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The world is fretting over the demise of global supply chains and the threat of de-globalization, with the US trying to lure manufacturing activity back home—or at least closer. Yet, supply chains have actually evolved for the better in some places—particularly in Asia— despite all the challenges faced since 2020 as the covid pandemic roiled global trade and disrupted manufacturing operations across the world.

The issue is not that large industrial companies’ long-globalized operations have fallen apart, or that a decoupling of trading partners is underway, or that China is just looking out for itself. It’s that businesses in Asia have done better at weathering shifts in geopolitics, concentrating instead on building up the inventories they need and diversifying their products, while maintaining smooth trade ties. The dismal state of American manufacturing combined with resilient Asian supply chains has brought into focus the crucial global role of industrial giants like South Korea, China and Japan.

The flow of high-technology products, industrial machinery and capital goods between South Korea and China topped $300 billion in 2021, the most since the two countries forged an economic relationship back in 1992, according to Bank of America Corp.

For US companies, it’s not been such plain sailing. Since late 2020, a slew of S&P 500 firms have consistently complained about supply-chain pressures in their earnings calls and reports. As recently as this month, executives at American conglomerate Dover Corp said that they’ve prepared their customers for delays “on a lot of deliveries in terms of supply chain."

Its peers in Japan and South Korea brought the issue up far fewer times over that period. Hitachi Ltd, one of Japan’s biggest industrial companies with a huge business in China, noted in its latest earnings call in July that there was “no supply-chain disruption" in the first quarter. Other large firms have spoken of steps they’ve taken to reform or re-engineer trade flows.

As the scale of trade in Asia has risen, interdependence has, too. Raw materials, components and processed and consumer goods are flowing freely and in large amounts between countries. And as Chinese demand for higher-value products grows in accordance with its economic emergence, its trading partners have changed what they export.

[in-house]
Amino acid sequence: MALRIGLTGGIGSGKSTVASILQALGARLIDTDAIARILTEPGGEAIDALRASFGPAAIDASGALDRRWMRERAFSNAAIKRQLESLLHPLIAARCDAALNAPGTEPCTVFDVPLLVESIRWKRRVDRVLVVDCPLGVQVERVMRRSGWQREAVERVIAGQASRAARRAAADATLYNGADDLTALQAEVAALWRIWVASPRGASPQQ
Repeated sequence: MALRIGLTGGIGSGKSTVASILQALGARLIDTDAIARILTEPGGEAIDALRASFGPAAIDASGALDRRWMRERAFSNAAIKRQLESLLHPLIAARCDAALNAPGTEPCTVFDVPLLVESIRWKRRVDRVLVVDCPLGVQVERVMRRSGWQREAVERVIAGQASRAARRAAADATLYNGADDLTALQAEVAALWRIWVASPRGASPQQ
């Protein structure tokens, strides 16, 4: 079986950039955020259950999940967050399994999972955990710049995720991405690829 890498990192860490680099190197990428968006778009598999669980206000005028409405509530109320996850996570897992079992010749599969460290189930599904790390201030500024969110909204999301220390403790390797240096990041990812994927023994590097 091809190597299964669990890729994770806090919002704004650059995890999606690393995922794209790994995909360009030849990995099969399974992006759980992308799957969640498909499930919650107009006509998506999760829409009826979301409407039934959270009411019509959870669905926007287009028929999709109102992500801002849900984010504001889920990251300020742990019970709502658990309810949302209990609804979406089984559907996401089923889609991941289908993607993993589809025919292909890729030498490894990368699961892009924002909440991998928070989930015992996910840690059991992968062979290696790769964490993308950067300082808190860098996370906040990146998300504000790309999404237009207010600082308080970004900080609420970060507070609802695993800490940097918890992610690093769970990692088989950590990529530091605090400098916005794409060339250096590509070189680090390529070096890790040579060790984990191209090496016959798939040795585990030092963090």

The Herfindahl-Hirschman Index, a measure of market concentration, shows that South Korea has been sending greater volumes of specialized goods to its giant western neighbour, China. Industrial equipment, precision machinery and semiconductors made up almost 40% of South Korea’s exports in the first six months of this year. Japan’s exports of machinery and electrical equipment to China have also increased.

The reality is that supply chains don’t come and go; they expand and deepen. They work best when economies of scale kick in as manufacturers produce more and better goods—as has happened in China, Japan and South Korea. Industrial companies specialize in various products over time as the needs of their trading partners evolve, more suppliers and countries get drawn in and increasingly different wares are traded.

Ultimately, businesses want to do business, not geopolitics. The opportunity costs of acting on mercurial political rhetoric by changing production lines and moving factories is far too high. That’s part of the reason why we continue to see what should have been short-term snarls in the supply chain morph into prolonged ones—companies aren’t making huge long-term changes based on the latest political pronouncement.

But firms—especially in Asia—are choosing to adapt, adding product lines and cutting back others, among other measures. Few are actually re-shoring because it doesn’t “address most risks," as the Asian Development Bank’s annual report on global value chains notes.

The strength of supply chains lies in their ability to adjust to changing macro-economics—as they always have.

For the US, hoping that one day the great American supply chain will emerge is misguided. The Biden administration’s Inflation Reduction Act and Chips and Science Act are aimed at supporting efforts to build manufacturing capabilities at home. Yet, the US risks isolating itself from large swathes of global suppliers and creating a greater dependence on its North and South American trading partners. It would be wise to court its Asian friends, too: their supply chains can extend a little further.

Anjani Trivedi is a Bloomberg Opinion columnist covering industrial companies in Asia.

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